Rogers Overview

Rogers was formed by Jim Rogers in 1947, and had a long and successful history building electronics and speakers before getting involved with building BBC loudspeakers in the 1970s. Being honest, I know very little about Rogers before this time, so am hugely indebted to Leonard Hicken for sending me a comprehensive timeline of the company over the years, which I am reproducing here with his kind permission.

He tells me that much of this information came from researching the Gramophone digital archives and other internet resources, and was quick to caution that he regards it as a first draft only, and hopes that others might be able to submit additions and corrections. If so, please contact me.

Rogers timeline
Date Description
1947 Rogers forms a small company called Rogers Developments Company with a partner named S.C.E. Macadie. Rogers Developments address is 106 Heath Street, Hamstead, London.
1948-49 Introduction of RD Junior amplifier, deluxe amplifier, tuner and speakers.
1950 On July 1st, relocates to 116 Blackheath Road, Greenwich, London. Begins manufacturing custom cabinets for Hi-Fi equipment.
1951-52 Introduction of the RD Baby and Baby deluxe amplifiers, Baby deluxe preamplifier and the Minor amplifier. Manufactures the Williamson designed amplifier and preamplifier.
1953 Introduction of RD Junior Corner Horn, RD Baby Deluxe MK II amplifier, RD Junior MK II Preamplifier and the RD Junior Radio Unit.
1954 Introduction of RD Senior Control Unit and Amplifier.
1955 Introduction of the new RD Junior Amplifier and Control Unit and the RD Minor MK III Amplifier. Company name changes to Rogers Developments (Electronics) Ltd.
1956 Introduction of the RD Junior VHF FM Unit and the RD Senior MK III Control Unit.
1957 Relocates to 4-14 Barmeston Road, Catford, London.
1958 Introduction of the RD Junior MK II Control Unit, RD Junior Stereo Control Unit, RD Cadet Amplifier, RD Cadet Control Unit, RD Cadet Stereo Control Unit, RD Junior Switched FM Unit, RD Senior MK II Amplifier and RD Senior MK IV Control Unit.
1959 Introduction of the HG88 Integrated Stereo Amplifier, RD Junior MK II Stereo Control Unit and Rogers Variable FM Receiver.
1960 Introduction of the RD Junior Stereo Amplifier, Rogers Master Stereo Control Unit and RD Cadet MK II Amplifier.
1961 Introduction of the HG88 MK II Integrated Stereo Amplifier, RD Junior MK III Stereo Control Unit.
1962 Introduction of the RD Cadet MK II Stereo Amplifier and RD Cadet MK II Stereo Control Unit.
1963 Introduction of the Rogers Lowline Equipment Cabinet, Rogers Cadet II Speaker System and Rogers Stereo Pickup Booster Unit.
1964 Introduction of the Rogers Mini-Cadet Compact Speaker System, Rogers MK II Switched FM Receiver and Rogers MK II Variable FM Receiver.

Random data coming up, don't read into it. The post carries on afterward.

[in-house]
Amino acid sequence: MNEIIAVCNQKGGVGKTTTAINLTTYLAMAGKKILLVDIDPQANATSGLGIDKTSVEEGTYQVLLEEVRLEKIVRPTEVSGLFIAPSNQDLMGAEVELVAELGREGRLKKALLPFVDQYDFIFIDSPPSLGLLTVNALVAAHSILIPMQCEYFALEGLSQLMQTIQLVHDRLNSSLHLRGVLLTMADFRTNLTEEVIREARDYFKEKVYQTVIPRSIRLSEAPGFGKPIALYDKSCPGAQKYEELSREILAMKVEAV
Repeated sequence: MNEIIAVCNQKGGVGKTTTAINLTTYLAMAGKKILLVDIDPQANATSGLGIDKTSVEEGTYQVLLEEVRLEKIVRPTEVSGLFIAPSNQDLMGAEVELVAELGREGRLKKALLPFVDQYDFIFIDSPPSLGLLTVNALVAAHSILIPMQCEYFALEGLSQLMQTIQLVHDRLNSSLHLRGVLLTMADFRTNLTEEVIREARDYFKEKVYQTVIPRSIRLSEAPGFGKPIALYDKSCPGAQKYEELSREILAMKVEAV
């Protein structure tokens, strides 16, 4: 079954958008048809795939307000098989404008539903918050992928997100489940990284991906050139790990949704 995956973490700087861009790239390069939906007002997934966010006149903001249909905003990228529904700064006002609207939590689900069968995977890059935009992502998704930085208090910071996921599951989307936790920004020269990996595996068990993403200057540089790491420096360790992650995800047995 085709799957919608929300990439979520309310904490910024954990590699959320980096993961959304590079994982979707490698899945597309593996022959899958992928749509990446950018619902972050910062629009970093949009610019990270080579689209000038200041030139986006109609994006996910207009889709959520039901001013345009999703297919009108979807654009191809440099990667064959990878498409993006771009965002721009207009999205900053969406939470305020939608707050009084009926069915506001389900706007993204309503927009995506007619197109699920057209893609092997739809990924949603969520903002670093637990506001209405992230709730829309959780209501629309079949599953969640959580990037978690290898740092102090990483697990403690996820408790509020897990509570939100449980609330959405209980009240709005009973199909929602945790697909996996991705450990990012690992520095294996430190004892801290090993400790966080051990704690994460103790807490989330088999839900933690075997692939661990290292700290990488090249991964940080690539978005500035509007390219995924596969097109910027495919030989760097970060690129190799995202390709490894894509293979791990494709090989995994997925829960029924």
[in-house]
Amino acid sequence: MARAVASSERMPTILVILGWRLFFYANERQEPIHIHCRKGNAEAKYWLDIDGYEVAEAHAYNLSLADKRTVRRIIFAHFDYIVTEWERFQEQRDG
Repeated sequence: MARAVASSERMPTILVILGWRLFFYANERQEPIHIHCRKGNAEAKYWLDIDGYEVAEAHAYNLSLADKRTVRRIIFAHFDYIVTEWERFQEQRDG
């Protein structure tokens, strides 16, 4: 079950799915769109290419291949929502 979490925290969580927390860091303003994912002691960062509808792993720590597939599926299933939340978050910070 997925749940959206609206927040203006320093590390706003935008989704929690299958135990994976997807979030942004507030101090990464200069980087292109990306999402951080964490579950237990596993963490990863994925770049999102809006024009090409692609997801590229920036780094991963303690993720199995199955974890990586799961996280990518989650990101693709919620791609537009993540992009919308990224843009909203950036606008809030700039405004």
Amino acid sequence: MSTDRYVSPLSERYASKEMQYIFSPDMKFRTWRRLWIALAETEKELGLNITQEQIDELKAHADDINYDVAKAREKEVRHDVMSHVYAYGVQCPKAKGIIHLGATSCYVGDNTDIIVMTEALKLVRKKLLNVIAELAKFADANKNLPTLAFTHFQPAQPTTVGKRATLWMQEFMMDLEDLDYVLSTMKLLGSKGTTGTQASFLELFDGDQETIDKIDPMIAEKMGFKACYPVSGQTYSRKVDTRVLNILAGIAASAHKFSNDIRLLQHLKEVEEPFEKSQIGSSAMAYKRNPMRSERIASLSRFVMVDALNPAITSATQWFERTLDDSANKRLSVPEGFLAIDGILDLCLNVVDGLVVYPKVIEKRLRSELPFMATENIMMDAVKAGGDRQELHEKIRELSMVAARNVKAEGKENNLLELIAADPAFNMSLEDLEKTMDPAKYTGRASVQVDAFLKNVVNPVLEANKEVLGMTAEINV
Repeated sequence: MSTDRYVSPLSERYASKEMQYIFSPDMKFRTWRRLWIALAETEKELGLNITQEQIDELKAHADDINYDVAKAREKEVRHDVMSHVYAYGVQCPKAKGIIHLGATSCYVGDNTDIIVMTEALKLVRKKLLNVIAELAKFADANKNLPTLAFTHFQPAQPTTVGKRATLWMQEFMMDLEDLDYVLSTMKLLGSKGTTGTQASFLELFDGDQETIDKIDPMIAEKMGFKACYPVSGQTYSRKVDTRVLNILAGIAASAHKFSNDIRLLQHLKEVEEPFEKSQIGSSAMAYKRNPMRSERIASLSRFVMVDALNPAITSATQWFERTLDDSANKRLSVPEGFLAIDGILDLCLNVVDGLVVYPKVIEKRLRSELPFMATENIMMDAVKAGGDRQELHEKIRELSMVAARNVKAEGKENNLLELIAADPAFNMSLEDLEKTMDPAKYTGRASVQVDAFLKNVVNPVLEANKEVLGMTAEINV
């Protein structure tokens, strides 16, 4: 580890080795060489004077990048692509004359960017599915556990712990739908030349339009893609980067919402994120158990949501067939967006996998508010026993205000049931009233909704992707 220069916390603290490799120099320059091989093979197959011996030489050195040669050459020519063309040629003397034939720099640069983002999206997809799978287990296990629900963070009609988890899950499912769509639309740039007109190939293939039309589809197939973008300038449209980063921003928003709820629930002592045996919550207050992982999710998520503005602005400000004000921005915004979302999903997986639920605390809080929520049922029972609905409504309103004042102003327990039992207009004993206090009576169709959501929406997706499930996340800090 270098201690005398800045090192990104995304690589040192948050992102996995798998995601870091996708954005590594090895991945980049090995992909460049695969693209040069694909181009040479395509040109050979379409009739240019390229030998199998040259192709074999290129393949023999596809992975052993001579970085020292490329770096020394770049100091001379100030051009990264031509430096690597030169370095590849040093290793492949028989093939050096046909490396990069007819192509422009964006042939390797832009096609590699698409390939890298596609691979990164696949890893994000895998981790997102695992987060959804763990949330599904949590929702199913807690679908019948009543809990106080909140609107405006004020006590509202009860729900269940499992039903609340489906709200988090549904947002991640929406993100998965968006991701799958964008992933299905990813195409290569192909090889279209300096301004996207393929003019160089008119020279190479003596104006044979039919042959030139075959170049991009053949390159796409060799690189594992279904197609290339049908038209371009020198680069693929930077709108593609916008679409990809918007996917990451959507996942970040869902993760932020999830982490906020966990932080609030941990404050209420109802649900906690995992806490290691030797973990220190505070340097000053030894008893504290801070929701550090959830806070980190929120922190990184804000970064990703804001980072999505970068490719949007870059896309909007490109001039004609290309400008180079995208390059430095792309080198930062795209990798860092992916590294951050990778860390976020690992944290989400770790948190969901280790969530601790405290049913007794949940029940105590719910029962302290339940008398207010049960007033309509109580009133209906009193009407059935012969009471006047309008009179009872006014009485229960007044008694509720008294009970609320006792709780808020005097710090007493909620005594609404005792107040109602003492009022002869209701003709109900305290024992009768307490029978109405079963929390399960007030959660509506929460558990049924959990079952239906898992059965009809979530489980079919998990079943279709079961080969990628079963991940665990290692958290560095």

1965 Introduction of the Rogers Cadet MK III Stereo Amplifier-Control Unit, Rogers Lowline Equipment Cabinet MK III, Rogers Wafer Ultra-Slim Speaker System.
1966 Introduction of the HG88 MK III Stereo Amplifier and Rogers Stereo Decoder.
1967 Introduction of the Rogers MK III Switched FM Receiver, Rogers MK II Stereo Decoder, Ravensbourne Integrated Stereo Amplifier and Ravensbourne Speaker System. The factory is expanded by adding a second floor and an additional factory is established, located at Sidcup.
1968 Introduction of the Ravensbourne '2' FET FM Tuner.
1969 Introduction of the Ravensbrook Integrated Stereo Amplifier and Ravensbrook Speaker System.
1970 Introduction of the Ravensbrook FET FM Tuner.
1971 Introduction of the Ravensbrook Series II Stereo Amplifier, Ravensbrook Tuner-Amplifier and Rogers Stereo Headphones.
1972 Rogers is approved under license from the BBC to manufacture BBC designed speakers. Begins manufacture of the Rogers BBC Monitor Loudspeaker (LS3/6). Purchases Bruel & Kjaer measuring equipment and builds an anechoic chamber in a garage.
1973 Introduction of Ravensbrook Series III Stereo Amplifier and Ravensbrook Series II FM Tuner. Improves the Wafer Speaker. A new company, Chartwell Electro-Acoustics is incorporated on June 1st, 1973, by Dave Stebbings, former BBC engineer. This company will manufacture BBC designed speakers under license in competition with Rogers. It is mentioned here because Chartwell runs into financial difficulty in 1978 and is taken over by Rogers.
1975 Rogers obtains BBC license to manufacture LS3/5A speakers. Introduction of the Panthera A75 amplifier. William Ling purchases the financially troubled Rogers Developments and via his Acoustics Enterprises Ltd. Company, loans £20,000 to Rogers to keep it afloat. Brian Pook is hired as Managing Director. Jim Rogers leaves to form a new company called JR Loudspeakers. Unfortunately, Acoustics Enterprises goes bankrupt and the Receiver demands repayment of the loan. Michael O'Brien, owner of M. O'Brien HiFi steps in and attempts to buy Rogers Developments but finds the assets cannot be purchased due to non-payment of rates to the Borough of Lewisham. Rogers workforce is let go and the company ceases trading. O'Brien and Pook decide to start up again. An existing available trading name, Swisstone Electronics, is taken and becomes an active incorporated company on December 1st, 1975. They repurchase most of Rogers assets from the Receiver’s auction and renegotiate a new lease for the Barmeston Road premises. Most importantly, they buy the rights to the Rogers trademark from the Receiver. The Sidcup premises is not retained. Pook and 5 other former Rogers employees get things started at Swisstone Electronics.
1976 New logo is introduced, consisting of the word Rogers in white lettering enclosed in a black rectangle below which are the words BRITISH HIGH-FIDELITY with a picture of the Union Jack between the words BRITISH and HIGH. Being a new company, Swisstone has to negotiate for a license from the BBC to manufacture the LS3/5A. Former Rogers workers are gradually rehired. Richard W. Ross is hired as head of loudspeaker design. Introduction of the Rogers A75 Series 2 Amplifier. Introduction of the Rogers Export Monitor, a vast improvement over the much troubled LS3/6 production. Overseas sales and distribution is begun.